Webtrends IP-less Cookie

Data Concerns

With electronic surveillance projects like PRISM catapulting data intrusion and collection issues into the headlines, privacy is becoming more and more high profile in today’s Big Data era. It’™s a concern for consumers and providers of digital media alike. Consumers don’™t like the idea of their browsing history being available to Big Brother, yet this same information is key for website-owning organisations to monitor and improve their performance. Organisations need to balance the need for data with the need to have the trust of their customers.

Recent EU legislation attempted to resolve this issue by forcing websites to obtain consent from visitors before serving cookies, but studies have shown that only a tiny minority of people (less than 2%) actually block cookies. So what’s going on? Are people really concerned by cookies? I think the answer is a qualified yes, despite the lack of action actually taken by the consumer. A survey by eConsultancy showed that 89% of those surveyed thought the EU cookie legislation was a positive step and that only 23% of people would be happy to accept cookies. So, people are clearly concerned about cookies and a potential invasion of privacy but have little understanding of what a cookie is and how it is used. Cookies essentially have an image problem!

Cookie Make Over

It is left to the analytics providers to take a lead in addressing public concerns in order to protect their customers’™ (and their own) business interest. A cookie make-over is needed to increase trust and preserve loyalty in the face of fast changing public opinion. And that’s just what Webtrends has done by introducing their new IP-less cookie.

A step in the right direction

Traditionally Webtrends cookies have been constructed using the visitors IP address to generate a random value. In order to remove the IP address, Webtrends is phasing in the new cookie over the coming months. New visitors will receive the new IP-less cookie, while returning visitors will have the expiry date of their cookie (containing their IP address) set to 1st January 2014. Webtrends estimates that, as many visitors clear their cookies every month, by this date only 5% of visitors will have the old style cookie left on their machine. You don’™t need to do anything to make this happen, the process will be automatic.

However, an option is provided to remove the final 5% for organisations that want to totally eliminate IP storing cookies. This requires adding a JavaScript plugin to the new v10.4 tag which forces the overwriting of the old cookie value with the new. However, this is a value judgement each organisations has to weigh up independently. None-the-less this is a step in the right direction towards reassuring web visitors that analytics need not be overly intrusive and that, hopefully, will preserve the ability for organisations to collect and analyse the data they need to make essential business decisions.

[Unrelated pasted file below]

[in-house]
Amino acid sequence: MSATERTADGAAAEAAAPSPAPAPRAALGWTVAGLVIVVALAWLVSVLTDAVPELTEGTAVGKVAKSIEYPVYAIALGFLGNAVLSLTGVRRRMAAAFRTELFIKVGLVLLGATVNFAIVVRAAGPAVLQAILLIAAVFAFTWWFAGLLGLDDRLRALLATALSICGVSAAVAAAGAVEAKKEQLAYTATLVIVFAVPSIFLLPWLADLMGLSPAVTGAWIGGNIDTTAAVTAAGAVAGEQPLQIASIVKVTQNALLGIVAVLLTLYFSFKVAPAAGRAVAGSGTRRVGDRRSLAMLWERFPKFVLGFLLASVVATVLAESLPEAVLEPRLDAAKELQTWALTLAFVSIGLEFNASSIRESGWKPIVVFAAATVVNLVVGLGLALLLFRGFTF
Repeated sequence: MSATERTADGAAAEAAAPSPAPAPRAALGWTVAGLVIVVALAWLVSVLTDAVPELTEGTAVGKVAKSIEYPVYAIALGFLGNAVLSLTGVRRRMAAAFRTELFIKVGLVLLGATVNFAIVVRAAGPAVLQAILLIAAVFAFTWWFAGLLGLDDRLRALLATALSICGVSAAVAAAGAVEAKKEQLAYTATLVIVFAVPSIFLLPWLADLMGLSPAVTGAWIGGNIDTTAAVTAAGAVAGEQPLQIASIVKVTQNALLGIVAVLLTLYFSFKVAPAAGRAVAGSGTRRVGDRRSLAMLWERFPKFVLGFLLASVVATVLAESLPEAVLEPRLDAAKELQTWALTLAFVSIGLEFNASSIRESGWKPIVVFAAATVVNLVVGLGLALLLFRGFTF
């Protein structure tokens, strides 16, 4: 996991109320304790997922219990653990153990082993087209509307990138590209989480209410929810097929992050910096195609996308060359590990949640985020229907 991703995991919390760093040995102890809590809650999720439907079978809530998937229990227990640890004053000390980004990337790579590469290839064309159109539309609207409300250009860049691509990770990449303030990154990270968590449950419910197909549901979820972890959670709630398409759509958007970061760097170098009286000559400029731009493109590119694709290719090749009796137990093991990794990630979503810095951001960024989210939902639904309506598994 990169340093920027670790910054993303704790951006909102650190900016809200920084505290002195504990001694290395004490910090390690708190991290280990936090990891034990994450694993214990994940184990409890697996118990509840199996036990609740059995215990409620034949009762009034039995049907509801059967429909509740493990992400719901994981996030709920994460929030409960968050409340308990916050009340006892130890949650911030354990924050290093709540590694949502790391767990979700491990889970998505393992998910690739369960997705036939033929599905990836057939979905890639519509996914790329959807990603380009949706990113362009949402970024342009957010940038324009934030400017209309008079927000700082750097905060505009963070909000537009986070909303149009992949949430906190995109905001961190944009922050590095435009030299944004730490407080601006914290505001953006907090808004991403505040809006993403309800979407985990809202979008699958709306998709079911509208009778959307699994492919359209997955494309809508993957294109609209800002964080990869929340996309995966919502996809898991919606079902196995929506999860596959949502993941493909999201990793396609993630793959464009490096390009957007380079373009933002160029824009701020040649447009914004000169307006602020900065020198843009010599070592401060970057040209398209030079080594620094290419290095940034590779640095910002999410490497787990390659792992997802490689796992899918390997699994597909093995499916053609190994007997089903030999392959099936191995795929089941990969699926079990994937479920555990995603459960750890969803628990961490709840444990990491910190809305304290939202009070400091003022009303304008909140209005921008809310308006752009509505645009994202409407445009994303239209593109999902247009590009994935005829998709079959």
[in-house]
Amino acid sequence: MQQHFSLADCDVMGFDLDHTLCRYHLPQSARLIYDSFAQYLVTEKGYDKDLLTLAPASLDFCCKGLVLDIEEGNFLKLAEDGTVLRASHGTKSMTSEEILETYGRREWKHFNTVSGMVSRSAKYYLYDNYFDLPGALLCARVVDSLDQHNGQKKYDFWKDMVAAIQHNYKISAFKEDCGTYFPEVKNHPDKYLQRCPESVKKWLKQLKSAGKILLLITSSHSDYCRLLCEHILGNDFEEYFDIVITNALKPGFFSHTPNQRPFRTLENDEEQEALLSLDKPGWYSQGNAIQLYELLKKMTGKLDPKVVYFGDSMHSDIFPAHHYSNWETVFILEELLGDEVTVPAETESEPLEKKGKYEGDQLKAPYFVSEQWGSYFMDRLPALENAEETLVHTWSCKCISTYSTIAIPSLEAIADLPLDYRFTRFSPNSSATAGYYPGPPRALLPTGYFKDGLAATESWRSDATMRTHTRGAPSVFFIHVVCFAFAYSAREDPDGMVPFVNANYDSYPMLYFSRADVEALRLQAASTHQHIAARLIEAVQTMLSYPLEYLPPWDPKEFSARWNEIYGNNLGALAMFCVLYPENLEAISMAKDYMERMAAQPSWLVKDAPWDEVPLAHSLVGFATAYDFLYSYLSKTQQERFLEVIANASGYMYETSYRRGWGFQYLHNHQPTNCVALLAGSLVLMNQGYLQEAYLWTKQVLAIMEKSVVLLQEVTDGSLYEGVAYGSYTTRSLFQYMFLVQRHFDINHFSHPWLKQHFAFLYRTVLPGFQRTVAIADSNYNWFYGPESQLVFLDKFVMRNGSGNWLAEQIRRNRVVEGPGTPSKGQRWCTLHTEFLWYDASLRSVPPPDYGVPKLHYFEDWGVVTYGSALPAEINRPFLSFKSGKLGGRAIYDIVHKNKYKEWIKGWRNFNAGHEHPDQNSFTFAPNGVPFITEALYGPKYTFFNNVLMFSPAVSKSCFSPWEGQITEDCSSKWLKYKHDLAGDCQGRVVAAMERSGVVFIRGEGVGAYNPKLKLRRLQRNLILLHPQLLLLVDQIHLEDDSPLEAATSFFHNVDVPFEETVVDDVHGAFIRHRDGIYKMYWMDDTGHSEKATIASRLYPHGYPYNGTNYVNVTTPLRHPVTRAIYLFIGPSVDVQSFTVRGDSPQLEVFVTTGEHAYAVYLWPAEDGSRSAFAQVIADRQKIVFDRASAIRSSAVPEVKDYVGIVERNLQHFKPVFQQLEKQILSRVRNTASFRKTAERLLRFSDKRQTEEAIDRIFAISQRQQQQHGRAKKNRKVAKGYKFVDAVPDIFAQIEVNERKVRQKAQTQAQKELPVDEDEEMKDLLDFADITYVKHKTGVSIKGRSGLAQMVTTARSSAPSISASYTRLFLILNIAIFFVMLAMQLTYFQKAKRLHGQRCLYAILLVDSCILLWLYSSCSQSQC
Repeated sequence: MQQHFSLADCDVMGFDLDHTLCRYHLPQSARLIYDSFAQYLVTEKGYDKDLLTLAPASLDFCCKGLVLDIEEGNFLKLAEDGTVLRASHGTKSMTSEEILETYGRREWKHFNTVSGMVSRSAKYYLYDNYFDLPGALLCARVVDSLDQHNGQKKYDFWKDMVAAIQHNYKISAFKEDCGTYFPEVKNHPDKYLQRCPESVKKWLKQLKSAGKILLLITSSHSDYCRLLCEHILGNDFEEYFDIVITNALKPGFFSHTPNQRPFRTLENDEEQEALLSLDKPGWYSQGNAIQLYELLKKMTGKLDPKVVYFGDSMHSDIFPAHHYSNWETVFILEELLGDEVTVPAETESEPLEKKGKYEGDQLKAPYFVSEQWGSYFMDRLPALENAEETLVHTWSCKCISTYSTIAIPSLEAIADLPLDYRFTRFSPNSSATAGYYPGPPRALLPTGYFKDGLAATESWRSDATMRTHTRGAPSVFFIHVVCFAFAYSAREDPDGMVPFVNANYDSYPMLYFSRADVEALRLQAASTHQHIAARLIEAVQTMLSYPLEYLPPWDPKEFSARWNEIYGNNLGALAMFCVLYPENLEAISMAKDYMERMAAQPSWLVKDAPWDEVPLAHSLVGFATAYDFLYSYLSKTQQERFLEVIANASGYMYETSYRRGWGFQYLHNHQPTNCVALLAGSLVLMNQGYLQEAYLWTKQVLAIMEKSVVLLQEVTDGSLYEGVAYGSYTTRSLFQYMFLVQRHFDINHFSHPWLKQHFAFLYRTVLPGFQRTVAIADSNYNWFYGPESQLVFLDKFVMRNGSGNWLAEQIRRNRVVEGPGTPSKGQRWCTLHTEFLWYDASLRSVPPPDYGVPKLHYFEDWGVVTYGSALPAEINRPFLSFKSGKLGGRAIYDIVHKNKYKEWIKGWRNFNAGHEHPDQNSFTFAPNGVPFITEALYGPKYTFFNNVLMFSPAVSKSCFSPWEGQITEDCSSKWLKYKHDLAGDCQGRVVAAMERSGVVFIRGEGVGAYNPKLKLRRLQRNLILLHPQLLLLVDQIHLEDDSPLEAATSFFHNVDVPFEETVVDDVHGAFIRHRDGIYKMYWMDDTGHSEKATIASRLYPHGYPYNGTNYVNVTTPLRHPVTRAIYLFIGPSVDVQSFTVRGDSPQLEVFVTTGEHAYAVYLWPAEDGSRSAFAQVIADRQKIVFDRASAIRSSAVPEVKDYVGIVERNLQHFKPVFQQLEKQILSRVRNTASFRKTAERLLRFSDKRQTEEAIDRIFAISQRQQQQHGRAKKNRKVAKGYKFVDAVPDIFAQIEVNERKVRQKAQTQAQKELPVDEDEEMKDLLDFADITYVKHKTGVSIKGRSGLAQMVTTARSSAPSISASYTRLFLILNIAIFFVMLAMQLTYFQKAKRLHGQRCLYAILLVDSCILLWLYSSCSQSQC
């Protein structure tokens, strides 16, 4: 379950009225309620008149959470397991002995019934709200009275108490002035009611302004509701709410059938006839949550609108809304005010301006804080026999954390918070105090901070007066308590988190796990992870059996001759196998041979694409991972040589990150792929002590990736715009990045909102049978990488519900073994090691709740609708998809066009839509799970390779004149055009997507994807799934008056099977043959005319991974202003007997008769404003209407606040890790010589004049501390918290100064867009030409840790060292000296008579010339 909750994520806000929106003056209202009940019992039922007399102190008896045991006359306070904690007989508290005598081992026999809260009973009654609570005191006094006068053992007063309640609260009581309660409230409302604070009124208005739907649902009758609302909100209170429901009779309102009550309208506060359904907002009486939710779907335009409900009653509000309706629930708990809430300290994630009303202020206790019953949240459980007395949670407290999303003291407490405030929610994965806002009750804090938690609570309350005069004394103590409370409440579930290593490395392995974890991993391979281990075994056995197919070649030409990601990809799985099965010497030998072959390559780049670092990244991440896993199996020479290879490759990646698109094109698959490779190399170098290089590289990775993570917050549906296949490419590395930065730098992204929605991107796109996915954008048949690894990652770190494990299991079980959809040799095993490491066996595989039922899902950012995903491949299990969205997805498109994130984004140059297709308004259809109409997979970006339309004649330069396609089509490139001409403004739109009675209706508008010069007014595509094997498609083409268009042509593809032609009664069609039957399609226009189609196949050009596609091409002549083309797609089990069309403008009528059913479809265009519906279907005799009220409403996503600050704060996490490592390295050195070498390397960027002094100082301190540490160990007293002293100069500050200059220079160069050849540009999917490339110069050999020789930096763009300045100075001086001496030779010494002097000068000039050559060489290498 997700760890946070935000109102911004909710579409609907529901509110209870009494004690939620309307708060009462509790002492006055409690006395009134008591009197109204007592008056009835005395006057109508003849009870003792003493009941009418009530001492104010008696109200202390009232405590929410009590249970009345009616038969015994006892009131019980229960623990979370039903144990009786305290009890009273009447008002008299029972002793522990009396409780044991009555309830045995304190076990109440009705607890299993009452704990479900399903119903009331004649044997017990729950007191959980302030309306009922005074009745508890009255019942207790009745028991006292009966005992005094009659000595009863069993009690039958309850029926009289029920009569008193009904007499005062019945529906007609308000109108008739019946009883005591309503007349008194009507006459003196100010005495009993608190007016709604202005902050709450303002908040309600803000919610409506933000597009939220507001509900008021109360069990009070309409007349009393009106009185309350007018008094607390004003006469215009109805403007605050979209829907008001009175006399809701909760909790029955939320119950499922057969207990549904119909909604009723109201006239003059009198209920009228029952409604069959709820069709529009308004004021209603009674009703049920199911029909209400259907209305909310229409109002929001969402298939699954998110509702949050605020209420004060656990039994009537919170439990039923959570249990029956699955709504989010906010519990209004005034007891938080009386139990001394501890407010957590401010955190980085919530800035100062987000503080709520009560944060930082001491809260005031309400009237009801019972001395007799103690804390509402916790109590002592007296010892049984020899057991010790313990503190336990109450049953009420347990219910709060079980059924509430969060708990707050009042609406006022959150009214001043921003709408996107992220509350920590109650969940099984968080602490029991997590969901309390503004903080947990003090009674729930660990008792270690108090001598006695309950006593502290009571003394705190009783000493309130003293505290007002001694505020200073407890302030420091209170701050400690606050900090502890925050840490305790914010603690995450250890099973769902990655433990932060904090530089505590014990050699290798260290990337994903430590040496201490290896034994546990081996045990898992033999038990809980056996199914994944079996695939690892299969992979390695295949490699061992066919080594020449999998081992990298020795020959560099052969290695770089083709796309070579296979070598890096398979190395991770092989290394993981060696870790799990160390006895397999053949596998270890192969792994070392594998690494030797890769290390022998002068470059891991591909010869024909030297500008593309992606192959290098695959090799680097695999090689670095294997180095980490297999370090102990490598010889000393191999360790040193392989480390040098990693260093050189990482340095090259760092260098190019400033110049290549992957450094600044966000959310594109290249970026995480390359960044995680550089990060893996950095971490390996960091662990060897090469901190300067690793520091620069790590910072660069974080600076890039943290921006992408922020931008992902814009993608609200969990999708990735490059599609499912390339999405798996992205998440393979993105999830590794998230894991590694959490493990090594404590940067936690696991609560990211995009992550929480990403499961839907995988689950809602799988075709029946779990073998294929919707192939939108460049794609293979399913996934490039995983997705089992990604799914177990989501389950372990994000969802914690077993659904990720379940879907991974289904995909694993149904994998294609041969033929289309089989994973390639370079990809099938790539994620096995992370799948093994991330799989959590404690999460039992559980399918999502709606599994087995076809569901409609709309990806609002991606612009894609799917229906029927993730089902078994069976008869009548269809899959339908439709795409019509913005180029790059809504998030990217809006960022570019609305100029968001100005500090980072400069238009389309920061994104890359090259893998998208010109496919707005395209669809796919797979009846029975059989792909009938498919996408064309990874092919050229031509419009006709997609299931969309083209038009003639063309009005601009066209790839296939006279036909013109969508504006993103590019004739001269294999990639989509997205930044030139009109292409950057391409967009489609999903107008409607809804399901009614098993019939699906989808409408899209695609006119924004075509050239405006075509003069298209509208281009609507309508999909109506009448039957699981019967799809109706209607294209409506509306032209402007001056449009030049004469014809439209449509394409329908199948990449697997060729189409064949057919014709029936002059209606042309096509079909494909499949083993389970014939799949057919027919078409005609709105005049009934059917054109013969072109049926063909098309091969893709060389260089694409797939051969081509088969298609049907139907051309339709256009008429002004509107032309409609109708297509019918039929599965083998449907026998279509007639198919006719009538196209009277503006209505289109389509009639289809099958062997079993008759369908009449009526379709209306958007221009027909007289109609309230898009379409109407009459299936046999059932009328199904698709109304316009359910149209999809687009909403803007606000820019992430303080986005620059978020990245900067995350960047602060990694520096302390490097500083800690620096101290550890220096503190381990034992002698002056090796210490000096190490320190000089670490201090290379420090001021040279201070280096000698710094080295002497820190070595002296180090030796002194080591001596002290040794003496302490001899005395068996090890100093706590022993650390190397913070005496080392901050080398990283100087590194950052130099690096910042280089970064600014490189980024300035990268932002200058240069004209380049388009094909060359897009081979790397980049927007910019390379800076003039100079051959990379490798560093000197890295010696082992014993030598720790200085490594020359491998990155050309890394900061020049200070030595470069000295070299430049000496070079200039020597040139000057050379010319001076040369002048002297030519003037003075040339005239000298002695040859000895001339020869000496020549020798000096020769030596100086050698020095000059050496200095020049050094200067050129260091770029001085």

For more information read Webtrends Knowledge Base Article: Improved Data Collection

Still worried about giving visitors cookies?

Leading up to May 2012 there was a lot of confusion about the legal requirements for giving cookie to Visitors (used by almost all sites to provide metrics on site traffic).  This resulted in a number of different implementations providing a variety of user experiences.

The Information Commissioner’s Office (ICO) eventually provided clarity (http://bit.ly/ZzXyOW), but there are still sites today whose method of dealing with the regulations is overly intrusive.  If you think you may be one of them, read on!

The underlying EU regulation stated that consent must be obtained.  However, this requirement has now been watered down, so that “implied consent is a valid form of consent”.  It is important that users understand what is going on and this must be explained clearly and openly, but in practice it is now widely accepted that, as long as you provide explicit navigation to a cookie policy page containing clear descriptions of all cookies, how they are used and how they may be deleted, that is sufficient.

So, say goodbye to those large banners and irritating pop-ups!

P.S. If you are looking like for an example of how to implement your cookie policy, the ICO one is as good as any other – http://www.ico.org.uk/Global/cookies.aspx